The Oud is the predecessor of the Lute and Guitar:
Came to Spain first by “Zyriab” on “9th Century” at his era, the Oud developed to take another embodiment, which is become the Lute after the musician added to the Oud the frites , since the Oud is fretless instrument, after few years of this development the Oud have been in another embodiment which it become the Guitar.
The Oud became a Guitar
“ The term guitar is descended from the Latin word cithara, but the modern guitar itself is generally not believed to have descended from the Roman instrument. Many influences are cited as antecedents to the modern guitar. Although the development of the earliest “guitars” is lost in the history of medieval Spain, two instruments are commonly cited as their most influential predecessors, the European lute and its cousin, the four-string oud; the latter was brought to Iberia by the Moors in the 8th century.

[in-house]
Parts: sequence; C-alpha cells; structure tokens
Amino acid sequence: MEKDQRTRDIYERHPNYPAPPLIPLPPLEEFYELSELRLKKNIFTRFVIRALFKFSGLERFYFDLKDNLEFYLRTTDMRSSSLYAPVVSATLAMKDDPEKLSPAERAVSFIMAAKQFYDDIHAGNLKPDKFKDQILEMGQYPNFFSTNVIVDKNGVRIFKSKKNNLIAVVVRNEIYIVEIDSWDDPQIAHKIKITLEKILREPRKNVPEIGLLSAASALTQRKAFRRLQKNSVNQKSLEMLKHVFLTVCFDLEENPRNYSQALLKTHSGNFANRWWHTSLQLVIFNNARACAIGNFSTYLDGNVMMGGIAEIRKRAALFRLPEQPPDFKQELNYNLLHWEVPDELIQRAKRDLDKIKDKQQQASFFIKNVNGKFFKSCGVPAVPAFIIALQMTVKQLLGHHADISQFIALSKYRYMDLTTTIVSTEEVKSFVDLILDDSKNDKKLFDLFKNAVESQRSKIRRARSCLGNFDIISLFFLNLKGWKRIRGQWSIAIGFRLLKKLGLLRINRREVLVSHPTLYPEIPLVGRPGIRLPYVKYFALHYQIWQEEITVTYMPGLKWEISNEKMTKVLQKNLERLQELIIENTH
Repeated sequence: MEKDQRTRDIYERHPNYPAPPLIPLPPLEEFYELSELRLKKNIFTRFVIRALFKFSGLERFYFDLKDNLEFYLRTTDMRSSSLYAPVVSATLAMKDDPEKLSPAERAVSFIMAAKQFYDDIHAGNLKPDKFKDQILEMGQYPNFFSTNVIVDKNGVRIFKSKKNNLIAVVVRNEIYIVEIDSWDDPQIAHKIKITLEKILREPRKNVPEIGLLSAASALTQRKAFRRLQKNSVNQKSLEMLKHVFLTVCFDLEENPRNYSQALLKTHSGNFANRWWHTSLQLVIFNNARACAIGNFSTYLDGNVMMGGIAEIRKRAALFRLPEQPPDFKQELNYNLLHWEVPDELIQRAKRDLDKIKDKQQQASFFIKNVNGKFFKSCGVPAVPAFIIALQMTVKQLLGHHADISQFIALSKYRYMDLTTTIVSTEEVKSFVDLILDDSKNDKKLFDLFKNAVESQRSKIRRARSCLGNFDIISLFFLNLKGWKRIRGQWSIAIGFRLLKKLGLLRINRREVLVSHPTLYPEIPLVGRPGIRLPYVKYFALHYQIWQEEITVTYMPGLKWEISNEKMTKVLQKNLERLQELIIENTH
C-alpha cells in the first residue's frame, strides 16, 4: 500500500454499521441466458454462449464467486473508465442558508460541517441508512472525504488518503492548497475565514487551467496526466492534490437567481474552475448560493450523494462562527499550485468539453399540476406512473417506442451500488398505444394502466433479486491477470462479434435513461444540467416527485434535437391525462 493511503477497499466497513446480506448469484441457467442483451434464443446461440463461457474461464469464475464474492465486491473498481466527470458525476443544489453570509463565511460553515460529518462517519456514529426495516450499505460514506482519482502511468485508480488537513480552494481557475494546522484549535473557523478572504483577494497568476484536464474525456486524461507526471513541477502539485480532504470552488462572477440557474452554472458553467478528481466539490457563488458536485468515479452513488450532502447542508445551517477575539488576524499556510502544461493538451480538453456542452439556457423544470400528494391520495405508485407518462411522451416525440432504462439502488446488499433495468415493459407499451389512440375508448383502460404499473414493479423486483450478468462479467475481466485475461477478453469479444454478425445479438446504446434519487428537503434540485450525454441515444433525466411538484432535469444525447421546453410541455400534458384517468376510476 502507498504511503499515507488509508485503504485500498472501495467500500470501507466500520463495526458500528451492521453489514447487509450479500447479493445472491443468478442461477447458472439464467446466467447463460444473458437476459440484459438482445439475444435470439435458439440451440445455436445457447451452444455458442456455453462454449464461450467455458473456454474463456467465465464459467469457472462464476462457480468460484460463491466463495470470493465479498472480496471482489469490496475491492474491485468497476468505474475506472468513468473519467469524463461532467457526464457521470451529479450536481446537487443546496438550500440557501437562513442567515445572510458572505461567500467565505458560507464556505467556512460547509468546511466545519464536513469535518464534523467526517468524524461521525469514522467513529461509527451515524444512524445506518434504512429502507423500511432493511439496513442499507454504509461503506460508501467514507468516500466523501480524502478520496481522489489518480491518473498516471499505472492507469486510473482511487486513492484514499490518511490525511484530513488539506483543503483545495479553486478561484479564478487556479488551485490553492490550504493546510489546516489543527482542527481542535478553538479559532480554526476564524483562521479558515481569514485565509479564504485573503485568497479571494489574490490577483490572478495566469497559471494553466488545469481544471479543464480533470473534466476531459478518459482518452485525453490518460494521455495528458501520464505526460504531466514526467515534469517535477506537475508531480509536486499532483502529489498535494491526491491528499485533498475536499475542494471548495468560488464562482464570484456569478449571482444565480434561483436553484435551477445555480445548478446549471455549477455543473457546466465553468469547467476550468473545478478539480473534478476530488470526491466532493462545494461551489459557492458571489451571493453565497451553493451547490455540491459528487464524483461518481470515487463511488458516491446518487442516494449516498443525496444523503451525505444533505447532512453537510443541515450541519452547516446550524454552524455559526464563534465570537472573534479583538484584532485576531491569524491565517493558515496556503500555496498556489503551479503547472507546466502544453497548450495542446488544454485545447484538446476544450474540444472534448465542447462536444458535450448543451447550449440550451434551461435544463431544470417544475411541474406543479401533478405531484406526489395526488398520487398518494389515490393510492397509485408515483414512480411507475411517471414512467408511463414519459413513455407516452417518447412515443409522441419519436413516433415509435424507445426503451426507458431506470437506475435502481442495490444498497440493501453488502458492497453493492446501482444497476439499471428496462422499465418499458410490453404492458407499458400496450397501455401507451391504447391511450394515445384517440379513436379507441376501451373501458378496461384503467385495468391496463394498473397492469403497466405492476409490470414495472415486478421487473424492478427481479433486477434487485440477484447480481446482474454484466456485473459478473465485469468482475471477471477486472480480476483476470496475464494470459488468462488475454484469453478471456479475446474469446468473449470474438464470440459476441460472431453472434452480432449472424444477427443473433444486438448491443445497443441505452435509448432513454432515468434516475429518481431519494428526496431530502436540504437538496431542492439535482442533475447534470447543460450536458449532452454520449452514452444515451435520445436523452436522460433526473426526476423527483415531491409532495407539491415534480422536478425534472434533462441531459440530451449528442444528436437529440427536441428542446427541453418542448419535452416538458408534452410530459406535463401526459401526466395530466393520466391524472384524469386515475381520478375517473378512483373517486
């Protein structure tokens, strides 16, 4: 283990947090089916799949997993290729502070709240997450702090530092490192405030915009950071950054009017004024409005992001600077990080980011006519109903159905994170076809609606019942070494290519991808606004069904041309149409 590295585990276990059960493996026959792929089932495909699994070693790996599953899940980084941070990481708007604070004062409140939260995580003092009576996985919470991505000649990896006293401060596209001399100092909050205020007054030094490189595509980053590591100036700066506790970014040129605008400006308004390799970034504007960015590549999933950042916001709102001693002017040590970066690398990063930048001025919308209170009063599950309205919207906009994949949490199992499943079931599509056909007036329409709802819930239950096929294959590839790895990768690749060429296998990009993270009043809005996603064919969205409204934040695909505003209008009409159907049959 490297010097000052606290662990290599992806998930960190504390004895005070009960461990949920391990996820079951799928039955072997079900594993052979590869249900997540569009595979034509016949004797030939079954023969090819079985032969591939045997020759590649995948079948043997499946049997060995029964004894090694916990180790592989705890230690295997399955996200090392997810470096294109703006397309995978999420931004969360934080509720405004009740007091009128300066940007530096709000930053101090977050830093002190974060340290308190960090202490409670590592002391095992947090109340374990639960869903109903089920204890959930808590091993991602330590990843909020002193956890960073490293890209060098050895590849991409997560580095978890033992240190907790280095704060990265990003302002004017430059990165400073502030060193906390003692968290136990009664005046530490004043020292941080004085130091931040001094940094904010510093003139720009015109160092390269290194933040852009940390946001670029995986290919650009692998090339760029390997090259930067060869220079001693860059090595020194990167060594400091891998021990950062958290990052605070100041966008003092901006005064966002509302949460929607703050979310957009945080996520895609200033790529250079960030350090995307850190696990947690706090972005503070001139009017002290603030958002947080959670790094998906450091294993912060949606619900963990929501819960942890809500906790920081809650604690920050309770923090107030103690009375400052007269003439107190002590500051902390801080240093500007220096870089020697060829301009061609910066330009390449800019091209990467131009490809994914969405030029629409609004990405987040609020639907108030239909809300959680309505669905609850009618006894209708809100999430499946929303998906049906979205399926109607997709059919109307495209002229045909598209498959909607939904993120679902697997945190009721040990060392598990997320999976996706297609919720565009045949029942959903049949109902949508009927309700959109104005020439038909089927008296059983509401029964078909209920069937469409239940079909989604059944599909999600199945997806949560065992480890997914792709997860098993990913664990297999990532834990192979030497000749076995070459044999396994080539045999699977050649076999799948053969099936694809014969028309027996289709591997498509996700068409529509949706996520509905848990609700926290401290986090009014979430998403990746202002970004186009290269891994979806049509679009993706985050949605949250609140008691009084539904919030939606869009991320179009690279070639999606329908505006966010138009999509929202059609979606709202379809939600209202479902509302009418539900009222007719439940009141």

Learn More about the recent collection of the Ouds dated back to 1200 AD from Oud Migration website at the link below: https://oudmigrations.com
Teaching The Oud
Learning and teaching the Oud has become easy more nowadays, we have the School of Oud Online, the first Specialized School Online, after the great time that Ramy Adly spent with Naseer Shamma of learning the Oud from him and teaching the Oud with him later, Ramy got inspired to establish his School of Oud.
Ramy Adly’s image from concert
The Definition of The Oud Instrument
The Oud instrument is considered as the first stringed instrument in music history. Started with only two strings, then developed to three, then five strings that live till now since the days of Lamech, sixth-generations after ADEM!!
According to El-Farabee, the Oud dates back to the days of Lamech; a sixth-generation descendant of Adam. Lamech was known as the “Father of the Oud players”. The first appearance of the Oud was 3000 BC. The desecrated skeleton suggested the form of the Oud. Oud is known as the first stringed instrument in history.
The oldest pictorial record of an Oud dates back to the Uruk period in Southern Mesopotamia (Iraq), over 5000 years ago on a cylinder seal acquired by Dr. Dominique Collon and the seal is currently housed at the British Museum.